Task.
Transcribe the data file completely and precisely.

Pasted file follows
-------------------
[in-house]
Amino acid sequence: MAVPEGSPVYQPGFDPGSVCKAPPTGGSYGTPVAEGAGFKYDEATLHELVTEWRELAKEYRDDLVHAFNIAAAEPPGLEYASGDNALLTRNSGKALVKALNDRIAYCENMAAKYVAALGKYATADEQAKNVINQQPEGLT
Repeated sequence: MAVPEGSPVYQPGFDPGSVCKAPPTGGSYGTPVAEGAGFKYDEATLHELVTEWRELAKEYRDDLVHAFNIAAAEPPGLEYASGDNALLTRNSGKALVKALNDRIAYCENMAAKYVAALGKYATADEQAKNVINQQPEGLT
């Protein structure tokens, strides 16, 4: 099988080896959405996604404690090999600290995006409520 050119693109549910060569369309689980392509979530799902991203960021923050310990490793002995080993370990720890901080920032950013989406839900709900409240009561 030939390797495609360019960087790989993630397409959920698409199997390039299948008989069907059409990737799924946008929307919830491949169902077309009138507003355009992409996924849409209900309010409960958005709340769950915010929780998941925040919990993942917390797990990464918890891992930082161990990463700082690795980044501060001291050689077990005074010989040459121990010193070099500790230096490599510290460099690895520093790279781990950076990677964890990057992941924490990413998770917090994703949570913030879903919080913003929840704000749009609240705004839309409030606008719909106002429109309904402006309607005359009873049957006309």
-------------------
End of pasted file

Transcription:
[in-house]
Amino acid sequence: MAVPEGSPVYQPGFDPGSVCKAPPTGGSYGTPVAEGAGFKYDEATLHELVTEWRELAKEYRDDLVHAFNIAAAEPPGLEYASGDNALLTRNSGKALVKALNDRIAYCENMAAKYVAALGKYATADEQAKNVINQQPEGLT
Repeated sequence: MAVPEGSPVYQPGFDPGSVCKAPPTGGSYGTPVAEGAGFKYDEATLHELVTEWRELAKEYRDDLVHAFNIAAAEPPGLEYASGDNALLTRNSGKALVKALNDRIAYCENMAAKYVAALGKYATADEQAKNVINQQPEGLT
């Protein structure tokens, strides 16, 4: 099988080896959405996604404690090999600290995006409520 050119693109549910060569369309689980392509979530799902991203960021923050310990490793002995080993370990720890901080920032950013989406839900709900409240009561 030939390797495609360019960087790989993630397409959920698409199997390039299948008989069907059409990737799924946008929307919830491949169902077309009138507003355009992409996924849409209900309010409960958005709340769950915010929780998941925040919990993942917390797990990464918890891992930082161990990463700082690795980044501060001291050689077990005074010989040459121990010193070099500790230096490599510290460099690895520093790279781990950076990677964890990057992941924490990413998770917090994703949570913030879903919080913003929840704000749009609240705004839309409030606008719909106002429109309904402006309607005359009873049957006309």